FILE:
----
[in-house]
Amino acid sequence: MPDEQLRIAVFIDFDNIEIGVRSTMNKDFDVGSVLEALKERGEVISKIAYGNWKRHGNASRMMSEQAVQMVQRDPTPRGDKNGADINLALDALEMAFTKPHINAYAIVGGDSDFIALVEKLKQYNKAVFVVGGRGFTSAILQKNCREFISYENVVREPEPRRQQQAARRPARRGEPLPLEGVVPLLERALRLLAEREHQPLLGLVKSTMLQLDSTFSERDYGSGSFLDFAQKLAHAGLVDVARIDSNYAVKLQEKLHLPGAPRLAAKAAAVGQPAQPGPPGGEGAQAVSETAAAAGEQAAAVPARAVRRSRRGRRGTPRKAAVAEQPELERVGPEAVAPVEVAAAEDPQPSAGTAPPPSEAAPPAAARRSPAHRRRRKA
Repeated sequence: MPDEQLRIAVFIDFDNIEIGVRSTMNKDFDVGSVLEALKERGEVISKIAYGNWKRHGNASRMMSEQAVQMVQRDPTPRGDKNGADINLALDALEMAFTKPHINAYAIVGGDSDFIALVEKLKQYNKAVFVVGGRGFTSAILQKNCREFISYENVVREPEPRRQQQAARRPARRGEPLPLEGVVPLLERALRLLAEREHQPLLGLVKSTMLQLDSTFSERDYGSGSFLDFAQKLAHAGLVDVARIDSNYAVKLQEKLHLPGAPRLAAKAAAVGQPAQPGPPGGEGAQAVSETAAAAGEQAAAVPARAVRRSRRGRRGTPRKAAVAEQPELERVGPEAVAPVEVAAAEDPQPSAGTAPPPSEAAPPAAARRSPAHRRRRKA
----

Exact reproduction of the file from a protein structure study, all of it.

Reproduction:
[in-house]
Amino acid sequence: MPDEQLRIAVFIDFDNIEIGVRSTMNKDFDVGSVLEALKERGEVISKIAYGNWKRHGNASRMMSEQAVQMVQRDPTPRGDKNGADINLALDALEMAFTKPHINAYAIVGGDSDFIALVEKLKQYNKAVFVVGGRGFTSAILQKNCREFISYENVVREPEPRRQQQAARRPARRGEPLPLEGVVPLLERALRLLAEREHQPLLGLVKSTMLQLDSTFSERDYGSGSFLDFAQKLAHAGLVDVARIDSNYAVKLQEKLHLPGAPRLAAKAAAVGQPAQPGPPGGEGAQAVSETAAAAGEQAAAVPARAVRRSRRGRRGTPRKAAVAEQPELERVGPEAVAPVEVAAAEDPQPSAGTAPPPSEAAPPAAARRSPAHRRRRKA
Repeated sequence: MPDEQLRIAVFIDFDNIEIGVRSTMNKDFDVGSVLEALKERGEVISKIAYGNWKRHGNASRMMSEQAVQMVQRDPTPRGDKNGADINLALDALEMAFTKPHINAYAIVGGDSDFIALVEKLKQYNKAVFVVGGRGFTSAILQKNCREFISYENVVREPEPRRQQQAARRPARRGEPLPLEGVVPLLERALRLLAEREHQPLLGLVKSTMLQLDSTFSERDYGSGSFLDFAQKLAHAGLVDVARIDSNYAVKLQEKLHLPGAPRLAAKAAAVGQPAQPGPPGGEGAQAVSETAAAAGEQAAAVPARAVRRSRRGRRGTPRKAAVAEQPELERVGPEAVAPVEVAAAEDPQPSAGTAPPPSEAAPPAAARRSPAHRRRRKA